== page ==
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I Made My Own Macaronis From Scratch

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How do they make the hole in the maccheroni? I had thought about it long and hard only to conclude you just can't make tubular pasta at home. I was wrong - see how I made my first batch of macaronis!

Have you ever wondered how they make the hole in the macaroni, penne, rigatoni and other tubular pasta? There is much speculation as to how it's done. 'They must use long needles' say some, while other think that 'they first take the hole, then wrap it with pasta dough and let it dry'.

My new Kenwood Chef came with a domestic pasta extruder that promised to turn out 'fresh maccheroni rigati'. It worked! See for yourself how:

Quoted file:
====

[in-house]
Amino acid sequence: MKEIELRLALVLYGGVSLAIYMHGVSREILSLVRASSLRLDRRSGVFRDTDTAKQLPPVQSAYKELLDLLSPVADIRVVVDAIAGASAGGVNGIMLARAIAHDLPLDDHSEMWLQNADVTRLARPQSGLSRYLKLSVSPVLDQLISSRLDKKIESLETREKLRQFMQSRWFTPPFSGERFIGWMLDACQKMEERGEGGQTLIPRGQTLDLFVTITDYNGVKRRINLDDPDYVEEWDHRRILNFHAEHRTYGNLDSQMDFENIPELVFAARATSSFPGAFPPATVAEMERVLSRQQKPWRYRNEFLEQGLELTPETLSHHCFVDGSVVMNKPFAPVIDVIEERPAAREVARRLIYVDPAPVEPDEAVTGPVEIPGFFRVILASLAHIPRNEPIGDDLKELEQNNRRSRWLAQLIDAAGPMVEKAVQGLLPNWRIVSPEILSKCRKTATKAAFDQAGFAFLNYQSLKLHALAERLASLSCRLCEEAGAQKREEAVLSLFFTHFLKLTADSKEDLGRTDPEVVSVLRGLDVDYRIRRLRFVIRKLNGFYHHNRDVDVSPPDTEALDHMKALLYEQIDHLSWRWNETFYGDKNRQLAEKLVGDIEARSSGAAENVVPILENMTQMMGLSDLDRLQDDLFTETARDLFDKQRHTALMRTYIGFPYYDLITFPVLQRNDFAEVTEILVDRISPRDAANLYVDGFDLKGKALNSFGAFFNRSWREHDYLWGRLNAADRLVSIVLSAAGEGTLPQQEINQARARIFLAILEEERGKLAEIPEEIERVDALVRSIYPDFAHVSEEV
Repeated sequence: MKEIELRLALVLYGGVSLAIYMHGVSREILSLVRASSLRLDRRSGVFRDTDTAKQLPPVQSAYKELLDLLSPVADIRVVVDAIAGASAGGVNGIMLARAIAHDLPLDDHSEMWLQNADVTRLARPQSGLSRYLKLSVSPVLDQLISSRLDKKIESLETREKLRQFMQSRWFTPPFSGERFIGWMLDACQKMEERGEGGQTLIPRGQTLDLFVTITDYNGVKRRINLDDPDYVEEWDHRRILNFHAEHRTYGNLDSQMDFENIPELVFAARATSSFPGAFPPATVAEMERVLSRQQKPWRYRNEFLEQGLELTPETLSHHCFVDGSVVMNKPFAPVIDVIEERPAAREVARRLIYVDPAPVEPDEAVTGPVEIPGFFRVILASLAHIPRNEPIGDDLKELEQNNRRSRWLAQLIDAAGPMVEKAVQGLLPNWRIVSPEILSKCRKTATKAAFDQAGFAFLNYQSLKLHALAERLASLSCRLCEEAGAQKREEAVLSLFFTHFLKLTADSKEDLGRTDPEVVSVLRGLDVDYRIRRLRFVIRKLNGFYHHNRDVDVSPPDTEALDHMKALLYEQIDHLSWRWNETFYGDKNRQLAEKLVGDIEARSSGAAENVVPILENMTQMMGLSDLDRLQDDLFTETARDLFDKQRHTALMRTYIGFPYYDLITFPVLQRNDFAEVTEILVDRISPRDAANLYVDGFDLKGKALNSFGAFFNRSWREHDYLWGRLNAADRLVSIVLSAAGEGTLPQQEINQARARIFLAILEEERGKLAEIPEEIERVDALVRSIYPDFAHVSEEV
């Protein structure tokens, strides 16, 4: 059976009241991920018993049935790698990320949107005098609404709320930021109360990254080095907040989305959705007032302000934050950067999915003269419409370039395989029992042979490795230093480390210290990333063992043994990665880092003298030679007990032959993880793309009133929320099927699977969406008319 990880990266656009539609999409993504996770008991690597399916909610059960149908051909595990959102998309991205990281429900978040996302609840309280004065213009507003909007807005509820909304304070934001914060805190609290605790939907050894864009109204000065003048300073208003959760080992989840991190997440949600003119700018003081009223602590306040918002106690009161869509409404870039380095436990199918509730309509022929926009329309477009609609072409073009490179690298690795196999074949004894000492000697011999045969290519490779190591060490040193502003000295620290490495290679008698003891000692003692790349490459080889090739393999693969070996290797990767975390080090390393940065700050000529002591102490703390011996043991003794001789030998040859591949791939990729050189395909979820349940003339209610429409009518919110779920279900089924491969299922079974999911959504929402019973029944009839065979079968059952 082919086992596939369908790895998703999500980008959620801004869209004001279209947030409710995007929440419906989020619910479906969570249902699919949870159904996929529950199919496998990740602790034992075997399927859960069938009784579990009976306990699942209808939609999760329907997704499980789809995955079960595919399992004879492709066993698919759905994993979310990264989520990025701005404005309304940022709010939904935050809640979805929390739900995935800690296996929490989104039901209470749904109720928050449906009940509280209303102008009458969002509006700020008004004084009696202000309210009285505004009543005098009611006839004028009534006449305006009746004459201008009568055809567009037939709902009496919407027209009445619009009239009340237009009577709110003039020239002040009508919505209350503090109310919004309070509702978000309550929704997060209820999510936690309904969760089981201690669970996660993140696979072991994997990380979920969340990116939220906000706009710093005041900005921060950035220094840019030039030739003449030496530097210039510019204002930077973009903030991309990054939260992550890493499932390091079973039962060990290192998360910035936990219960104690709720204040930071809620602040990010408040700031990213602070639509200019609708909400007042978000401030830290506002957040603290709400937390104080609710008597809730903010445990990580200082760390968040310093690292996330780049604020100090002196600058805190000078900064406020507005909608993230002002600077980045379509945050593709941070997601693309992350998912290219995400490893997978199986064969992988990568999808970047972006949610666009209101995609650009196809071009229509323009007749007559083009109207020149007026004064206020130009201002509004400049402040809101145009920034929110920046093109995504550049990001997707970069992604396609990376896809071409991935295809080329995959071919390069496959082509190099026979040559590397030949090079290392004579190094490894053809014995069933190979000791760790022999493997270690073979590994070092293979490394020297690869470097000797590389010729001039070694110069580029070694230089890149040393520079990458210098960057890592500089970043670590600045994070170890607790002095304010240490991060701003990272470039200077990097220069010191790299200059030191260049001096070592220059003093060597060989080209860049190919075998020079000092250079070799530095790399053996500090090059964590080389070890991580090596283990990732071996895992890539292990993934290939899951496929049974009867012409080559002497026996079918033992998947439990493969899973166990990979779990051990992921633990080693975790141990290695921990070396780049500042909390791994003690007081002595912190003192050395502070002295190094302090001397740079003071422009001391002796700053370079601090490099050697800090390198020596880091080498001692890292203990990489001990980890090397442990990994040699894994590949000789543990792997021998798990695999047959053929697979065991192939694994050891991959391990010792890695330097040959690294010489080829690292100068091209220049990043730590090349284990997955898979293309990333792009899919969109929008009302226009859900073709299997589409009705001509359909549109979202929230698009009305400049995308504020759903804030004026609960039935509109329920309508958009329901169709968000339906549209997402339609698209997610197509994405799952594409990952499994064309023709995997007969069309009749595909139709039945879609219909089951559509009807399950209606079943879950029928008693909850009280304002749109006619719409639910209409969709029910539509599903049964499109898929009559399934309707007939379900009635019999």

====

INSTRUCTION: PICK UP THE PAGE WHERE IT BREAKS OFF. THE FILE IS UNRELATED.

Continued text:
Start by beating a few eggs with a pinch of salt, then add twice their weight in semolina and mix. You need to reach a crumbly texture. If it makes a ball, add more flour and cut it back in crumbles. Too soft a dough will make your maccheroni cave in.

Assemble the contraption pictured above and attach it to the machine. It is quite simple really. A funnel feeds the dough to a worm drive that pushes it against a a bronze grid. The pasta is compressed and exits in one of four small chambers with a big pin in the middle. That's where the macaroni get their tubular shape. The dough exits on the other end as four little fluted tubes.

The dough begins its exit through the bronze extruder grate.

The macaronis are ready to be cut by moving the cutting lever you see above. You need to feed the crumbles manually and cut at desired length. Great fun!